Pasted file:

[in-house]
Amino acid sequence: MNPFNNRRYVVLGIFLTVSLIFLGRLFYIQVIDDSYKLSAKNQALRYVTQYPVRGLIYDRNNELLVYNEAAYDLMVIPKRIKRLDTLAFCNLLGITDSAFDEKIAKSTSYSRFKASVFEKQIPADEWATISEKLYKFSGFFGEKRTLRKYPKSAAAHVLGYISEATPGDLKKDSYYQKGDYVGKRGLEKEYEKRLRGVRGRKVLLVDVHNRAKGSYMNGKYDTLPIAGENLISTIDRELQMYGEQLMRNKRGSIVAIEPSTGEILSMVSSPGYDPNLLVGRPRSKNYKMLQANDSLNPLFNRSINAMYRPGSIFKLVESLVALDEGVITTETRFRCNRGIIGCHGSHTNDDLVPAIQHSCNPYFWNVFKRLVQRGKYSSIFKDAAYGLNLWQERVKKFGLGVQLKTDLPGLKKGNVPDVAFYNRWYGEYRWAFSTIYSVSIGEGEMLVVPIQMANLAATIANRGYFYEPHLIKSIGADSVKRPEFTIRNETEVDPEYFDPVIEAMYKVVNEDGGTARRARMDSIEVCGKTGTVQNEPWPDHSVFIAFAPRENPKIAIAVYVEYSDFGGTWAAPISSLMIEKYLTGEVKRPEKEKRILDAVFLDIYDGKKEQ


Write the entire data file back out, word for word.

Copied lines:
[in-house]
Amino acid sequence: MNPFNNRRYVVLGIFLTVSLIFLGRLFYIQVIDDSYKLSAKNQALRYVTQYPVRGLIYDRNNELLVYNEAAYDLMVIPKRIKRLDTLAFCNLLGITDSAFDEKIAKSTSYSRFKASVFEKQIPADEWATISEKLYKFSGFFGEKRTLRKYPKSAAAHVLGYISEATPGDLKKDSYYQKGDYVGKRGLEKEYEKRLRGVRGRKVLLVDVHNRAKGSYMNGKYDTLPIAGENLISTIDRELQMYGEQLMRNKRGSIVAIEPSTGEILSMVSSPGYDPNLLVGRPRSKNYKMLQANDSLNPLFNRSINAMYRPGSIFKLVESLVALDEGVITTETRFRCNRGIIGCHGSHTNDDLVPAIQHSCNPYFWNVFKRLVQRGKYSSIFKDAAYGLNLWQERVKKFGLGVQLKTDLPGLKKGNVPDVAFYNRWYGEYRWAFSTIYSVSIGEGEMLVVPIQMANLAATIANRGYFYEPHLIKSIGADSVKRPEFTIRNETEVDPEYFDPVIEAMYKVVNEDGGTARRARMDSIEVCGKTGTVQNEPWPDHSVFIAFAPRENPKIAIAVYVEYSDFGGTWAAPISSLMIEKYLTGEVKRPEKEKRILDAVFLDIYDGKKEQ